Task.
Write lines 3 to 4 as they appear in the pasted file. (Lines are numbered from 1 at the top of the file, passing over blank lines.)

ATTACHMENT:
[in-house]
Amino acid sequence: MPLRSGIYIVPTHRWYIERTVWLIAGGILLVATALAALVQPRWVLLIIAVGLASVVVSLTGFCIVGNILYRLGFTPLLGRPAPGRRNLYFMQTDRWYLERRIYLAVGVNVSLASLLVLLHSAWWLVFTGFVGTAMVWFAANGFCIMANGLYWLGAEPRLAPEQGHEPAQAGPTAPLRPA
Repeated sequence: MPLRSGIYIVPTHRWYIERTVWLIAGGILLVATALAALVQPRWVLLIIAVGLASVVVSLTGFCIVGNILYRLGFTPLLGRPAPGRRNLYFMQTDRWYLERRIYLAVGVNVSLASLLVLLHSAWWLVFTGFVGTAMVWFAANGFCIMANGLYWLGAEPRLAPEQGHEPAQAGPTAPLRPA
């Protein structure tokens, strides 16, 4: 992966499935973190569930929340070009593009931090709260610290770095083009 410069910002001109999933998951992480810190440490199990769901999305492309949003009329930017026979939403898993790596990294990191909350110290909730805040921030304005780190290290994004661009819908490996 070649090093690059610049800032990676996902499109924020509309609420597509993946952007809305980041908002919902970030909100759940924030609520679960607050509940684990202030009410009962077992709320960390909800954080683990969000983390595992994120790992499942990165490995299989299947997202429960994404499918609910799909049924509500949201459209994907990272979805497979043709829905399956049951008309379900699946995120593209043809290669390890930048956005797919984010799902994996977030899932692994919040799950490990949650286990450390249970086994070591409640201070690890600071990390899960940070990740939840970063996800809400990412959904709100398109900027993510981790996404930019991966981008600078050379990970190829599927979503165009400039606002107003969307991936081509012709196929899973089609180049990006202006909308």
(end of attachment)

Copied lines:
Repeated sequence: MPLRSGIYIVPTHRWYIERTVWLIAGGILLVATALAALVQPRWVLLIIAVGLASVVVSLTGFCIVGNILYRLGFTPLLGRPAPGRRNLYFMQTDRWYLERRIYLAVGVNVSLASLLVLLHSAWWLVFTGFVGTAMVWFAANGFCIMANGLYWLGAEPRLAPEQGHEPAQAGPTAPLRPA
């Protein structure tokens, strides 16, 4: 992966499935973190569930929340070009593009931090709260610290770095083009 410069910002001109999933998951992480810190440490199990769901999305492309949003009329930017026979939403898993790596990294990191909350110290909730805040921030304005780190290290994004661009819908490996 070649090093690059610049800032990676996902499109924020509309609420597509993946952007809305980041908002919902970030909100759940924030609520679960607050509940684990202030009410009962077992709320960390909800954080683990969000983390595992994120790992499942990165490995299989299947997202429960994404499918609910799909049924509500949201459209994907990272979805497979043709829905399956049951008309379900699946995120593209043809290669390890930048956005797919984010799902994996977030899932692994919040799950490990949650286990450390249970086994070591409640201070690890600071990390899960940070990740939840970063996800809400990412959904709100398109900027993510981790996404930019991966981008600078050379990970190829599927979503165009400039606002107003969307991936081509012709196929899973089609180049990006202006909308």